The committee began with representatives from the Town Council (3), School Committee (2), and Finance Committee (2). In December 2010, it was reformed as a committee completely made up of 'citizens' - that is residents with no other direct board membership.
Vision The Long Range Finance Committee is a citizen advisory group tasked with helping citizens and Town officials better understand Franklin’s long-term financial outlook and the various courses of action available to secure Franklin’s financial future.
Mission The Committee will achieve this vision by (i) evaluating and reporting on the Town’s five-year financial projection, (ii) assessing the nature and potential magnitude of the Town’s significant financial risks, particularly those that give rise to a structural deficit, and (iii) recommending steps to close the gap between future expected revenues and expenditures in an effort ultimately to achieve fiscal sustainability.
The Committee produced their final report in June 2012. Since that time, the Town Administrator has been updating the long range financial plan each year.
The current report was just posted to the Town of Franklin webpage and is copied here for your reading pleasure.
The introduction from Town Administrator Jeff Nutting:
"Each year we look into the crystal ball and try to project the long term fiscal health of the community. We look at trends over the last five years, adjust for one time issues or "bumps" in the road and then try to predict the fiscal future. Looking ahead a couple of years is not that difficult while projecting five years ahead is a "best guess' of what may affect local government beyond the "normal revenue and expenses" We do not know today how the economy, Federal and State budgets, changing demographics, growing population, unknown mandates, health care, etc. will affect our fiscal health in the future.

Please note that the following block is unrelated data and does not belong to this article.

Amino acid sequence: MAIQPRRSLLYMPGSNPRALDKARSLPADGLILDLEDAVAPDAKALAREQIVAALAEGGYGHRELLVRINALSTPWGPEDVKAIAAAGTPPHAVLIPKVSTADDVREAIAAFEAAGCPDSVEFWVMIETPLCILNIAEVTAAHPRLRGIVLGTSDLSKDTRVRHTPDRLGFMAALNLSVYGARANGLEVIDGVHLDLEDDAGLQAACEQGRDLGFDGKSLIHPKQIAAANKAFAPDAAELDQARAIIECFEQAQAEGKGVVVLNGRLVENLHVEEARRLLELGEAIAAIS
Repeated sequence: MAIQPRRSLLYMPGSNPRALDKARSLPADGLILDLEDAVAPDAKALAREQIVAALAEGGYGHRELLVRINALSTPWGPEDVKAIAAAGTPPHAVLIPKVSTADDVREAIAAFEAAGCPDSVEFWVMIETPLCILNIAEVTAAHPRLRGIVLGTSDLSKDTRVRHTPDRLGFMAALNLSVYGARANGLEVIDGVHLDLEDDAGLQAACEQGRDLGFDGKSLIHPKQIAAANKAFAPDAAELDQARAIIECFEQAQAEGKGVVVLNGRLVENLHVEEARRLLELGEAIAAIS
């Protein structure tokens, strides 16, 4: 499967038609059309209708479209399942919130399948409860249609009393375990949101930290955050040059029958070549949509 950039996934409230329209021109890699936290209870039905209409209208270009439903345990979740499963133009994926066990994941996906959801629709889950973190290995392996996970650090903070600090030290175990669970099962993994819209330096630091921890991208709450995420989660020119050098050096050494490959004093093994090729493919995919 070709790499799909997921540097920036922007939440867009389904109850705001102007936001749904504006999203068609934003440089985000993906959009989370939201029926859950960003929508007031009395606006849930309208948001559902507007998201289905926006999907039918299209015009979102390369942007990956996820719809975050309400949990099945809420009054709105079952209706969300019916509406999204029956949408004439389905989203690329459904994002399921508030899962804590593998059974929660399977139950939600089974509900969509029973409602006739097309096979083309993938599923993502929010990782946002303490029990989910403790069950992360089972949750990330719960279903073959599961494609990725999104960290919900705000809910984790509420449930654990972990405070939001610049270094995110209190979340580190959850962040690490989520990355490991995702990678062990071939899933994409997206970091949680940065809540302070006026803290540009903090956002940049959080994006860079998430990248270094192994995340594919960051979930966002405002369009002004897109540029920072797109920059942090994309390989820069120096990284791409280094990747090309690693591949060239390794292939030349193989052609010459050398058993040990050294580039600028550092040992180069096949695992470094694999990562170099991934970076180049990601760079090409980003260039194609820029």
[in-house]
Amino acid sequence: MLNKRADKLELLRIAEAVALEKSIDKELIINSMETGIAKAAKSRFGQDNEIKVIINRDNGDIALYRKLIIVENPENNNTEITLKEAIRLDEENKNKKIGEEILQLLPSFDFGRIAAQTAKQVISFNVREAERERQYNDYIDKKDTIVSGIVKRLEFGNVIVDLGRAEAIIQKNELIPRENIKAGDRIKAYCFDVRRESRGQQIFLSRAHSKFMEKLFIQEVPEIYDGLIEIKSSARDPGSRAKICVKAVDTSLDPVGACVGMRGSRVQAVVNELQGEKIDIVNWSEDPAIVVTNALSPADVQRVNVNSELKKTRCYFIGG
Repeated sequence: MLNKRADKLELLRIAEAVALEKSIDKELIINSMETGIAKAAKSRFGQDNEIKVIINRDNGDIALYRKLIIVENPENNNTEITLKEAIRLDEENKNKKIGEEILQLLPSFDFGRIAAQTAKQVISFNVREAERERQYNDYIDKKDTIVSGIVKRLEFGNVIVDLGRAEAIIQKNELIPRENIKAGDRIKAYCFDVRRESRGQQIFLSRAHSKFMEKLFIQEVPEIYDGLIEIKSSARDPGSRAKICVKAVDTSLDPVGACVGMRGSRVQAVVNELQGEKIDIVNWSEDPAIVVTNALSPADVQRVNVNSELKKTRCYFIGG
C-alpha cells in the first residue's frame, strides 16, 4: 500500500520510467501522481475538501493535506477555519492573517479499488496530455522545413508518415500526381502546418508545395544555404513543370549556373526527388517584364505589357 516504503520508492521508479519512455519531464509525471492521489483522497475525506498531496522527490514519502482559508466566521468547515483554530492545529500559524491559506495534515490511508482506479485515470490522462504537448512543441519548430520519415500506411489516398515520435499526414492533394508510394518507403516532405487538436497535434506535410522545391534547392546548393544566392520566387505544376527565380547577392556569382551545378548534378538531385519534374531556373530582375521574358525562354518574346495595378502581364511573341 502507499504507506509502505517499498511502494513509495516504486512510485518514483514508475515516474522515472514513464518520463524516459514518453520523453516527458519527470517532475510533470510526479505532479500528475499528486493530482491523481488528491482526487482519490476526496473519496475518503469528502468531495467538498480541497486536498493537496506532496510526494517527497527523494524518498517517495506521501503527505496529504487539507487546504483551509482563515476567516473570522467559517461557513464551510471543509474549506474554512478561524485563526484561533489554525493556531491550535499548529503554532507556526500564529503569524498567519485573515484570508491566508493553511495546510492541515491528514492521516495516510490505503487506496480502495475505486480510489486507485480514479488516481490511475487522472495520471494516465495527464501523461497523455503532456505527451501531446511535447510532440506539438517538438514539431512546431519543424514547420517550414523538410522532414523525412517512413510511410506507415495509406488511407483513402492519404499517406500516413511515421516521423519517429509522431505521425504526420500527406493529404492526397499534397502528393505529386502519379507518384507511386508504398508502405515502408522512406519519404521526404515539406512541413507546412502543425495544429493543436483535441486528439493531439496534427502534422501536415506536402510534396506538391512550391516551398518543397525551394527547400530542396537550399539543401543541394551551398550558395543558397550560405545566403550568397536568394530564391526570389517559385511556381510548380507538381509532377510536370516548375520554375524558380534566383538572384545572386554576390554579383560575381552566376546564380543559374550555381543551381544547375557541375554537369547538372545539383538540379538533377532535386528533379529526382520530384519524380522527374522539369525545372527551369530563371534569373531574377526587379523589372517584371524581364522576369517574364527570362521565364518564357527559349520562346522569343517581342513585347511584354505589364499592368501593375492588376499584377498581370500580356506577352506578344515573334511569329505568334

We do know that:
• Our population has increased from 29,738 in 2001 to over 34,000 in 2017 and it will continue to increase. Currently there are over 800 potential housing units under construction, in the "pipeline or proposed by developers with more to come.
• Health care costs continue to be a concern.
• Our unfunded retiree health insurance obligation is $93,000,000 (2015).
• Our unfunded pension liability is $41,346,000 (2016).
• The FY 18 School budgets will use one time revenues to balance the budget and beyond that they will have few reserves left.
Franklin is in generally good financial shape today but we will continue to struggle to maintain high quality school and municipal services given the fiscal constraints that we operate under.
I believe we can continue a "level service" budget in fiscal year FY 18. The trend suggests that in FY 19 we will need to use school and town reserves to maintain services.
Starting in FY 20 the forecast strongly suggests we will face service cuts and/or a tax increase.
While many departments would like to add employees to better serve the citizens the available revenues leave very few options for expanding the work force with recurring revenues.
In order to have trne fiscal stability there would need to be a great deal of change in Federal and Sate laws and regulations that drive up the cost of doing business. I do not see any political will to make major changes for the foreseeable future.
We will continue to do are very best on behalf of all the citizens of Franklin to maintain a high quality of life while trying to control costs to the taxpayers."
Long Range Financial Planning Committee Meeting notes for their 2009, 2010, 2011 and 2012 sessions can be found in the meeting archive
The 5 year financial plan published in 2012
Information provided to candiates for the Town election in Nov 2011
|road sign on Pleasant St is rather appropriate for this posting, the financial plan contains many hazards|